"You're from Jordan?" I croaked. My voice was not behaving.
"Jordan," he confirmed, trilling the 'r' and the 'd' just slightly.
He held my gaze and didn't look away. I didn't know what to say. I thought of his full grocery bags, of the apple.
I smiled and said the only thing I could think of that he might understand. "Ramadan?"

His eyes bore into mine for another moment. I tried to telegraph what I really meant to say to him: I hope you have a good Ramadan, I hope you have friends and family to share it with, and thank you for offering me your apple. You may not be from here, but you are welcome and I wish you well.

He nodded, slowly. "Yes, Ramadan. You? Jordan?"
"No," I said. I jabbed my finger at my chest. "American. From here."

The bus pulled in to Geary and I gestured that we'd reached my stop. "Good night," I called back to him as I ran down the stairs and dashed across the street to catch the 38 Geary.

Thursday, June 11, 2015

Bus Report #878

This week's warm weather has brought a much beloved (by me, at least) side effect - deliciously thick early morning fog. The foghorns have been going off all night long and into the early hours of the morning, lulling me to sleep at night and nudging me awake just before my alarm clock.

At the bus stop I can feel the morning damp against my face and neck and it feels so good. The Recology truck rumbles by and the driver steps down to collect trash and recycling. He smiles and waves and tosses the cans into the truck. He pulls a marker from his vest and scribbles something on top of one of the trash cans. When he leaves, I walk over to see what he wrote: Please call and request a bigger trash can.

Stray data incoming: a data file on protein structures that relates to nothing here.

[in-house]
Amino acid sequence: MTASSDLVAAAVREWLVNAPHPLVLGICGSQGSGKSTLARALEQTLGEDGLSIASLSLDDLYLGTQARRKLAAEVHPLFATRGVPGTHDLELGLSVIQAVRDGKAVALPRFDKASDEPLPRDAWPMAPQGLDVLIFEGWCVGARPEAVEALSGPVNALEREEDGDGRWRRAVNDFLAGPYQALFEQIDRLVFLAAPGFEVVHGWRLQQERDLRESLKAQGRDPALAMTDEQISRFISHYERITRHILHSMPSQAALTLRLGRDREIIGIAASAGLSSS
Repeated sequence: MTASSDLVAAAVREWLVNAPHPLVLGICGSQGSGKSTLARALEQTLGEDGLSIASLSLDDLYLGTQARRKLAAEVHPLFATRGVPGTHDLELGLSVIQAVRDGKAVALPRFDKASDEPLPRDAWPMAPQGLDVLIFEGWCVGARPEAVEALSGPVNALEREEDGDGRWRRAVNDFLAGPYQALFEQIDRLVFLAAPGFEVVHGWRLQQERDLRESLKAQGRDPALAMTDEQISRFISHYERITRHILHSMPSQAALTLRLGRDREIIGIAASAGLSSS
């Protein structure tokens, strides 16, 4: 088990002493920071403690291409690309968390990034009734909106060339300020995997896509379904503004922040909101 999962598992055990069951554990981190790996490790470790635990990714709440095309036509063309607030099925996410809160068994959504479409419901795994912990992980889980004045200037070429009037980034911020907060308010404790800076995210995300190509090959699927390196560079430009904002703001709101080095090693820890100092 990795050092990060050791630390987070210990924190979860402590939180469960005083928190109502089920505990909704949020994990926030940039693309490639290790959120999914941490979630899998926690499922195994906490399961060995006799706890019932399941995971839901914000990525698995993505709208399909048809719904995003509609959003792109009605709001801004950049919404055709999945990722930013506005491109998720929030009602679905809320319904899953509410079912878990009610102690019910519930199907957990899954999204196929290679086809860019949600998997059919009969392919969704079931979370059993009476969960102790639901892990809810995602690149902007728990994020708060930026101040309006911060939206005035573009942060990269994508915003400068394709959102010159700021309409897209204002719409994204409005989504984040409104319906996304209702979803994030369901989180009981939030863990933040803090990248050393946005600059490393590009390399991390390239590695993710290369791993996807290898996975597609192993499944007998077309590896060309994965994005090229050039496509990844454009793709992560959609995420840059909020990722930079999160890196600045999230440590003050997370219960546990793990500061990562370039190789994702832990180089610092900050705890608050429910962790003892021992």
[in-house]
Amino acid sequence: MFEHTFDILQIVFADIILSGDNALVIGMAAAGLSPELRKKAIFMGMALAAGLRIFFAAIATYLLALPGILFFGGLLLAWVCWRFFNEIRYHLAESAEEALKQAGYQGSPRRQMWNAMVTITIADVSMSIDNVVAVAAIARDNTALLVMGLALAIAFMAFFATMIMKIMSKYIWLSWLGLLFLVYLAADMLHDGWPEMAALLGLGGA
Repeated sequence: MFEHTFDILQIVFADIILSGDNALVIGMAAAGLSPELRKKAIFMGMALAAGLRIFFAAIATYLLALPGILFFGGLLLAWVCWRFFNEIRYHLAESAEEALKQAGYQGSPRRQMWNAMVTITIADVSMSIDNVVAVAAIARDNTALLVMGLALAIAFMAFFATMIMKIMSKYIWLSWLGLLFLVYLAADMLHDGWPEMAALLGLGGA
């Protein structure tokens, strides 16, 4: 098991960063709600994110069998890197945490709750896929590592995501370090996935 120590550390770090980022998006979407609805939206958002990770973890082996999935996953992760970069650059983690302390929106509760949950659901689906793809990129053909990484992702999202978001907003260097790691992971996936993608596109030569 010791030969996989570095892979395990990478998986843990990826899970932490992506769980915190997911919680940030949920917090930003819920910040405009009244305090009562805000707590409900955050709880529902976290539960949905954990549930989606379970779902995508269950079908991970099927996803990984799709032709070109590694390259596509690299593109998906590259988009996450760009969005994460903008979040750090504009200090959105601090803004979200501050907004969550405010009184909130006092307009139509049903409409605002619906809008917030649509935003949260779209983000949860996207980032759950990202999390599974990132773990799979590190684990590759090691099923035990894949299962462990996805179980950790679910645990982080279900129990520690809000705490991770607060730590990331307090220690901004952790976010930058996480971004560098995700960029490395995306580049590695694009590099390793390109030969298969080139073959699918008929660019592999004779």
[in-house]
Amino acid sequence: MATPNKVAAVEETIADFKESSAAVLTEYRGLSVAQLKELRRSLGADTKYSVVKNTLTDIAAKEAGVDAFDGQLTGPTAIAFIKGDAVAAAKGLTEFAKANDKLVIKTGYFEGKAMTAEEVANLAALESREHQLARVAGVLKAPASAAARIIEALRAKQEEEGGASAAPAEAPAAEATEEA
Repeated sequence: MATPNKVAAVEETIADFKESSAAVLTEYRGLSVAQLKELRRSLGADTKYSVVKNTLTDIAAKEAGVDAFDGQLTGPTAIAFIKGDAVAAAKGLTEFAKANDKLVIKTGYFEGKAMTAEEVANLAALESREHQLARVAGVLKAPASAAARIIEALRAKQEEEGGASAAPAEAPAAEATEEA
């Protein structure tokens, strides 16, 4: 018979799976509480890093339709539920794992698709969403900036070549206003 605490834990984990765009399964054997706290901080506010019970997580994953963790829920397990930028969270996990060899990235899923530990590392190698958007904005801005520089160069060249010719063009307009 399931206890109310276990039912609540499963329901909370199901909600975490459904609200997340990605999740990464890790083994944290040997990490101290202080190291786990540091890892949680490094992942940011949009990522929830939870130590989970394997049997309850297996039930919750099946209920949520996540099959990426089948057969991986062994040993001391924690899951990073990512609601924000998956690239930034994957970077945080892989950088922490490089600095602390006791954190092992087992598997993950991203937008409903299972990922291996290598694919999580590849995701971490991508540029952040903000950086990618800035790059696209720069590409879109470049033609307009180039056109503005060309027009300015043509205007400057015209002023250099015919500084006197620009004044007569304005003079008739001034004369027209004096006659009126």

The bus arrives, three women already on board. The Russian woman who works at UCSF is spread out in the seat in front of me, her swollen feet propped up against the side of the bus. Luckily for me, she does not loudly Skype her son this morning as she does so many mornings. When she sits in front of me she often angles her phone to get the best picture of herself and half the time I see the side of my face or my sleepy-looking eyes peering out behind her.
I don't think her son needs to see me when he talks to her.

The 33 Ashbury climbs up Ashbury and straight into the fog - fog so heavy it obscures the homes up on the hill, and further on, as the bus hairpin-turns onto Market, the fog coats everything below us. I can't see the Safeway sign at Church and Market, or any of the houses cascading down the hills towards the Castro.

The giant genie is unperturbed. Lotion, mustache balm, dandy comb, lotion again, and then we reach his stop on 16th and he stoops down to get out of the bus.

Further on down 16th a broken ceramic mug lies in three pieces scattered across the sidewalk.